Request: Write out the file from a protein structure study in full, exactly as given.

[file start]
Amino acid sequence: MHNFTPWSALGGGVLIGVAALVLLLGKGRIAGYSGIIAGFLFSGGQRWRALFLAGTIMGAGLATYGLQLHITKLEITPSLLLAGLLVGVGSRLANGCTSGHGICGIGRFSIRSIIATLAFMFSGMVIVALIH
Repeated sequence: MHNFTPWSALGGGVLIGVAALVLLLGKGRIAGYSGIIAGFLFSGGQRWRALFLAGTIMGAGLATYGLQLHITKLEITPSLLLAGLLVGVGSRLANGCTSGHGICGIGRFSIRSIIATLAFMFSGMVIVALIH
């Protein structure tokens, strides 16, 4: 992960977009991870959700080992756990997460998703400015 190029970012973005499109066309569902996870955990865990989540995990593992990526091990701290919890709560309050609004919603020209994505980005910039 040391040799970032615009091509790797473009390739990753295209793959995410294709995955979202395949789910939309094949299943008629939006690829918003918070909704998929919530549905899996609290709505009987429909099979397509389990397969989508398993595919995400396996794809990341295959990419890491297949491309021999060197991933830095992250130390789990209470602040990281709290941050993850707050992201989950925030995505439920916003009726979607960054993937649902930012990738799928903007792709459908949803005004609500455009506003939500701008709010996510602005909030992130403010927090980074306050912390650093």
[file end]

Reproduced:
Amino acid sequence: MHNFTPWSALGGGVLIGVAALVLLLGKGRIAGYSGIIAGFLFSGGQRWRALFLAGTIMGAGLATYGLQLHITKLEITPSLLLAGLLVGVGSRLANGCTSGHGICGIGRFSIRSIIATLAFMFSGMVIVALIH
Repeated sequence: MHNFTPWSALGGGVLIGVAALVLLLGKGRIAGYSGIIAGFLFSGGQRWRALFLAGTIMGAGLATYGLQLHITKLEITPSLLLAGLLVGVGSRLANGCTSGHGICGIGRFSIRSIIATLAFMFSGMVIVALIH
């Protein structure tokens, strides 16, 4: 992960977009991870959700080992756990997460998703400015 190029970012973005499109066309569902996870955990865990989540995990593992990526091990701290919890709560309050609004919603020209994505980005910039 040391040799970032615009091509790797473009390739990753295209793959995410294709995955979202395949789910939309094949299943008629939006690829918003918070909704998929919530549905899996609290709505009987429909099979397509389990397969989508398993595919995400396996794809990341295959990419890491297949491309021999060197991933830095992250130390789990209470602040990281709290941050993850707050992201989950925030995505439920916003009726979607960054993937649902930012990738799928903007792709459908949803005004609500455009506003939500701008709010996510602005909030992130403010927090980074306050912390650093």